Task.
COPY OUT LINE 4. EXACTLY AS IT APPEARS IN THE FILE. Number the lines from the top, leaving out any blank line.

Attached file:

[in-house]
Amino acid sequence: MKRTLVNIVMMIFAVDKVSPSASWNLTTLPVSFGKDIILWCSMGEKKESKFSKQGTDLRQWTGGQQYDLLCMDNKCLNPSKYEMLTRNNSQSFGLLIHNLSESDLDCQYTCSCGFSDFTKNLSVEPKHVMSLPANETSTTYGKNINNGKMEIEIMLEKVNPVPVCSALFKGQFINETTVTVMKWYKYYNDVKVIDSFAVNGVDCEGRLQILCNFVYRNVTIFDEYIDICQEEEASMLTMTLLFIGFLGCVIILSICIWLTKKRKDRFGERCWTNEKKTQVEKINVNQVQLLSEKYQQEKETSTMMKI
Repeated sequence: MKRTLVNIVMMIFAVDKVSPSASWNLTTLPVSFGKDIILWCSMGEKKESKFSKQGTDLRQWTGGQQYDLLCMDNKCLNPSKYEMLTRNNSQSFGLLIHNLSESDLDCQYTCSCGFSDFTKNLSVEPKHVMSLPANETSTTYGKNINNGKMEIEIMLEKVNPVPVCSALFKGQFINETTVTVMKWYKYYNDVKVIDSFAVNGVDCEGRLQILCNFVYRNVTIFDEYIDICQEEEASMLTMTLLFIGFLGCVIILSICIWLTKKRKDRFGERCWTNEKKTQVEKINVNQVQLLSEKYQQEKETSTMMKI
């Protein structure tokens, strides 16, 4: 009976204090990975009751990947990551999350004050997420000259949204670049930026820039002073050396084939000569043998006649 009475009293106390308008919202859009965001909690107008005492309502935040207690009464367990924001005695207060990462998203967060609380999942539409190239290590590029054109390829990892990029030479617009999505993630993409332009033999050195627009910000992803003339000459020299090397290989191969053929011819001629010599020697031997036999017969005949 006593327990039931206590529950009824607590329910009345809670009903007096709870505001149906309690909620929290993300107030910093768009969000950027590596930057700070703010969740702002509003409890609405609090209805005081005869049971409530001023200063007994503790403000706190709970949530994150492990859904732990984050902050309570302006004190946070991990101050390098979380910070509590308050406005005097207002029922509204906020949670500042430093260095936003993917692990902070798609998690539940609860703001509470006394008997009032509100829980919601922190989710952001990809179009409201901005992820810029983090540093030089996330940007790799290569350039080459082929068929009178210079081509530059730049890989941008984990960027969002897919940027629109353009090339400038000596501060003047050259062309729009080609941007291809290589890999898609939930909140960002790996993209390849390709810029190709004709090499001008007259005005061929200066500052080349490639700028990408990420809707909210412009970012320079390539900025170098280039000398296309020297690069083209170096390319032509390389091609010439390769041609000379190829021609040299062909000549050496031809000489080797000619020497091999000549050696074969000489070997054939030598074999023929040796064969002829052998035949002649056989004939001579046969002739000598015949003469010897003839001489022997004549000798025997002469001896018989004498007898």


């Protein structure tokens, strides 16, 4: 009976204090990975009751990947990551999350004050997420000259949204670049930026820039002073050396084939000569043998006649 009475009293106390308008919202859009965001909690107008005492309502935040207690009464367990924001005695207060990462998203967060609380999942539409190239290590590029054109390829990892990029030479617009999505993630993409332009033999050195627009910000992803003339000459020299090397290989191969053929011819001629010599020697031997036999017969005949 006593327990039931206590529950009824607590329910009345809670009903007096709870505001149906309690909620929290993300107030910093768009969000950027590596930057700070703010969740702002509003409890609405609090209805005081005869049971409530001023200063007994503790403000706190709970949530994150492990859904732990984050902050309570302006004190946070991990101050390098979380910070509590308050406005005097207002029922509204906020949670500042430093260095936003993917692990902070798609998690539940609860703001509470006394008997009032509100829980919601922190989710952001990809179009409201901005992820810029983090540093030089996330940007790799290569350039080459082929068929009178210079081509530059730049890989941008984990960027969002897919940027629109353009090339400038000596501060003047050259062309729009080609941007291809290589890999898609939930909140960002790996993209390849390709810029190709004709090499001008007259005005061929200066500052080349490639700028990408990420809707909210412009970012320079390539900025170098280039000398296309020297690069083209170096390319032509390389091609010439390769041609000379190829021609040299062909000549050496031809000489080797000619020497091999000549050696074969000489070997054939030598074999023929040796064969002829052998035949002649056989004939001579046969002739000598015949003469010897003839001489022997004549000798025997002469001896018989004498007898």